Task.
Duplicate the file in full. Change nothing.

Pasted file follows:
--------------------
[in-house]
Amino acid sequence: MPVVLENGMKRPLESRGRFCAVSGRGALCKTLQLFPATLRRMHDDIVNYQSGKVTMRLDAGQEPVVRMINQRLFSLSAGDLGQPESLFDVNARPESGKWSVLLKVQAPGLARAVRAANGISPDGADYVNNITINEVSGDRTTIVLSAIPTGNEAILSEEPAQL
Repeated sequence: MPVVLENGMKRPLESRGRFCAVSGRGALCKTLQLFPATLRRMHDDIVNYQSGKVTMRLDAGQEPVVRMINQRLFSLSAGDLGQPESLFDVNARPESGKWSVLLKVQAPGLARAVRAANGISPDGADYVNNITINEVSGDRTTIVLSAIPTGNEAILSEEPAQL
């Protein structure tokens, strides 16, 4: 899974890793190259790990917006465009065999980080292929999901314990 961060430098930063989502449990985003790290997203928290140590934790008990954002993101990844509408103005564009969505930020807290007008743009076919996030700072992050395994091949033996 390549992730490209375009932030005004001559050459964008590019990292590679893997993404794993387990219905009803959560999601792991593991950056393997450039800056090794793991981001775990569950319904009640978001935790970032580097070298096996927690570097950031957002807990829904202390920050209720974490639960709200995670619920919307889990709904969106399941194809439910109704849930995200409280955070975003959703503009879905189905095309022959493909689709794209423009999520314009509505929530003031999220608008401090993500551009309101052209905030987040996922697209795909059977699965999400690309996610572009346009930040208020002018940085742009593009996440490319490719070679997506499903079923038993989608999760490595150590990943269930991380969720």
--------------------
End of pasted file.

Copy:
[in-house]
Amino acid sequence: MPVVLENGMKRPLESRGRFCAVSGRGALCKTLQLFPATLRRMHDDIVNYQSGKVTMRLDAGQEPVVRMINQRLFSLSAGDLGQPESLFDVNARPESGKWSVLLKVQAPGLARAVRAANGISPDGADYVNNITINEVSGDRTTIVLSAIPTGNEAILSEEPAQL
Repeated sequence: MPVVLENGMKRPLESRGRFCAVSGRGALCKTLQLFPATLRRMHDDIVNYQSGKVTMRLDAGQEPVVRMINQRLFSLSAGDLGQPESLFDVNARPESGKWSVLLKVQAPGLARAVRAANGISPDGADYVNNITINEVSGDRTTIVLSAIPTGNEAILSEEPAQL
């Protein structure tokens, strides 16, 4: 899974890793190259790990917006465009065999980080292929999901314990 961060430098930063989502449990985003790290997203928290140590934790008990954002993101990844509408103005564009969505930020807290007008743009076919996030700072992050395994091949033996 390549992730490209375009932030005004001559050459964008590019990292590679893997993404794993387990219905009803959560999601792991593991950056393997450039800056090794793991981001775990569950319904009640978001935790970032580097070298096996927690570097950031957002807990829904202390920050209720974490639960709200995670619920919307889990709904969106399941194809439910109704849930995200409280955070975003959703503009879905189905095309022959493909689709794209423009999520314009509505929530003031999220608008401090993500551009309101052209905030987040996922697209795909059977699965999400690309996610572009346009930040208020002018940085742009593009996440490319490719070679997506499903079923038993989608999760490595150590990943269930991380969720």